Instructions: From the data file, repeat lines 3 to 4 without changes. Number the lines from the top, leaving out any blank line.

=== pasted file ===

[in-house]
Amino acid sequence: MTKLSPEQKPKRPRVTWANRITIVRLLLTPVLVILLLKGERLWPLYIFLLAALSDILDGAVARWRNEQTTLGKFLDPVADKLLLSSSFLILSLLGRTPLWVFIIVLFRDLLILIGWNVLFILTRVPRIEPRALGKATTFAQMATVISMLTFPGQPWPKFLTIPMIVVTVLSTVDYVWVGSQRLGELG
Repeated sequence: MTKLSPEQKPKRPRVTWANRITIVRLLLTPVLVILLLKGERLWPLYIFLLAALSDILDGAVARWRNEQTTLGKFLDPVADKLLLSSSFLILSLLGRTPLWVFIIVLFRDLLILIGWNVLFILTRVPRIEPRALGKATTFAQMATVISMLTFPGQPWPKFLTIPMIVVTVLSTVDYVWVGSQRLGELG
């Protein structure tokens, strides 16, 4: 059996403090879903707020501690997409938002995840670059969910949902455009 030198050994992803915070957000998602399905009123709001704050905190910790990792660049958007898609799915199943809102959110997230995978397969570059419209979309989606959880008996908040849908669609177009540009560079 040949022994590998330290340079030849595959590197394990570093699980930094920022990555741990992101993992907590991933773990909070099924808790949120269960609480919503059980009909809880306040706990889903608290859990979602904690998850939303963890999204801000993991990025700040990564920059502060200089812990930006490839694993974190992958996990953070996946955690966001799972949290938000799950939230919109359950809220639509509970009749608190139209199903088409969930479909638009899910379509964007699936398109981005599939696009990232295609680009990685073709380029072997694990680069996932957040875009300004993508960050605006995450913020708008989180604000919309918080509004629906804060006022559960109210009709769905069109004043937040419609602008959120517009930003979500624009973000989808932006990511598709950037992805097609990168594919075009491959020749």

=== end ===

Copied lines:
Repeated sequence: MTKLSPEQKPKRPRVTWANRITIVRLLLTPVLVILLLKGERLWPLYIFLLAALSDILDGAVARWRNEQTTLGKFLDPVADKLLLSSSFLILSLLGRTPLWVFIIVLFRDLLILIGWNVLFILTRVPRIEPRALGKATTFAQMATVISMLTFPGQPWPKFLTIPMIVVTVLSTVDYVWVGSQRLGELG
């Protein structure tokens, strides 16, 4: 059996403090879903707020501690997409938002995840670059969910949902455009 030198050994992803915070957000998602399905009123709001704050905190910790990792660049958007898609799915199943809102959110997230995978397969570059419209979309989606959880008996908040849908669609177009540009560079 040949022994590998330290340079030849595959590197394990570093699980930094920022990555741990992101993992907590991933773990909070099924808790949120269960609480919503059980009909809880306040706990889903608290859990979602904690998850939303963890999204801000993991990025700040990564920059502060200089812990930006490839694993974190992958996990953070996946955690966001799972949290938000799950939230919109359950809220639509509970009749608190139209199903088409969930479909638009899910379509964007699936398109981005599939696009990232295609680009990685073709380029072997694990680069996932957040875009300004993508960050605006995450913020708008989180604000919309918080509004629906804060006022559960109210009709769905069109004043937040419609602008959120517009930003979500624009973000989808932006990511598709950037992805097609990168594919075009491959020749």